Tuesday, 3 March 2009

S&P Reaffirms It: Peru, Where 40% of Its Citizens Live With $2 or $3 a Day, is a First-World Country ... Uhhmm ...

Poor but happy? No, that's unfair

Brother blog Inca Kola News yesterday posted a note about contrasts in telecom data for big Latin economies, and mentioned something about Peru that both our blogs have been insisting on for a while: the definition of an investment-grade country is either an incomplete and biased set of information about the supposed creditworthiness of a country (it assesses non-payment risks for one creditor, but nor for others -- citizens and taxpayers are ignored) or simply crap.

In a market comment today,
Citigroup Inc. (one of the least creditworthy banks around the world these days) lauds Standard and Poor's decision to reaffirm Peru's investment-grade rating and stable outlook. Says Citigroup, citing S&P analyst Sebastián Briozzo, ''the government’s reaction to the global economic crisis has been appropriate, while the credit quality of the country’s assets has not showed any meaningful change.´´ The bank adds its assessment of the move: ''Positive: In our view, there is a rising probability that recently upgraded credits in Latin America may lose their investment-grade ratings in 2009. Nonetheless, we believe Peru is likely to maintain its investment-grade status unless the global recession extends beyond 2010, requiring additional government spending to contain social tensions.´´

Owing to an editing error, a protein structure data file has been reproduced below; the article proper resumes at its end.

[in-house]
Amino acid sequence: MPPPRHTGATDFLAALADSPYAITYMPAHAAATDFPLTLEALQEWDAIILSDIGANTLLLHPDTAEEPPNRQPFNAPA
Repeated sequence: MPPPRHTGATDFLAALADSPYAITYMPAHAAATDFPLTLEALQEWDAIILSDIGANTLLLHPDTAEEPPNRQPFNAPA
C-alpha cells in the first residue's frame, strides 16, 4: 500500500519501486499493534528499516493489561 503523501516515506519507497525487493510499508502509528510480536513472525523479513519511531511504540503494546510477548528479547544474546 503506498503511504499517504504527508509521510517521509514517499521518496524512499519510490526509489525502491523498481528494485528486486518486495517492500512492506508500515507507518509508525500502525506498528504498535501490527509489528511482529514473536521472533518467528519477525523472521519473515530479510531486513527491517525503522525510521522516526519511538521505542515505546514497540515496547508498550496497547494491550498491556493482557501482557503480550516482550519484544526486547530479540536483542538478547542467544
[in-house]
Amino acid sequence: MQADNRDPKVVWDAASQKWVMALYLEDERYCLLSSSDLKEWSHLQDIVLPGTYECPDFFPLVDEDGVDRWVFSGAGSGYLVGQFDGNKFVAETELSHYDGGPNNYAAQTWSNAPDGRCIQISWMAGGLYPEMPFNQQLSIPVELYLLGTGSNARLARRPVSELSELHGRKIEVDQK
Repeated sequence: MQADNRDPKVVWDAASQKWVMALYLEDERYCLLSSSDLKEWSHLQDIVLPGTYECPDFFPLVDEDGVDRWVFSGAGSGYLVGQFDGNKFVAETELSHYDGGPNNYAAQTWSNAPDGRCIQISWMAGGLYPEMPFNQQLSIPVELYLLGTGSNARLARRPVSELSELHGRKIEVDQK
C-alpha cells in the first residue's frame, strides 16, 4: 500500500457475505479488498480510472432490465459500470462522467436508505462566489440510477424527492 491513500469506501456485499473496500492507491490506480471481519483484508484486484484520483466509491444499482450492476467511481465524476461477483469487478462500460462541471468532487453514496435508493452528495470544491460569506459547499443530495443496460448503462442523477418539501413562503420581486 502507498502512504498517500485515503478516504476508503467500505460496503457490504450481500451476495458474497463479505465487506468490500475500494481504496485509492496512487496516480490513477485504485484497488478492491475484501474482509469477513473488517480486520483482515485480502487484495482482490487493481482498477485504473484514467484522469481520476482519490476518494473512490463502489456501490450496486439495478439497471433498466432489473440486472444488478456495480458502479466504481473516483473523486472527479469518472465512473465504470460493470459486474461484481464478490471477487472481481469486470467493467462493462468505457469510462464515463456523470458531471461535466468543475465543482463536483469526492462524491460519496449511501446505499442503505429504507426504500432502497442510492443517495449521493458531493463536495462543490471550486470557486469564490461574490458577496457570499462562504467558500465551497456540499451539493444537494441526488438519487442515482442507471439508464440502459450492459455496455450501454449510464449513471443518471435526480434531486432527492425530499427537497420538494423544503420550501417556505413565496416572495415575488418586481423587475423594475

''Social tensions´´ ... In a country where most people live on $2 or $3 a day social tensions are the rule, not the exception. Otto writes -- his post was about wireless phone penetration in markets seen as foes of capitalism: ''And what's that one coming up the rear? Oh yeah, it's that investment grade country ... y'know, the one with 40% of people living on $2 per day. The one that is made out to be the new spearhead of modern society.´´ If one policy in the crisis makes a government effectively responsive to it is the degree of importance it gives to reducing inequality and buffering an increase in poverty during times of ''financial stress.´´

Peru will continue to be a member of the first world for some people, but not for its citizens. That is bad.

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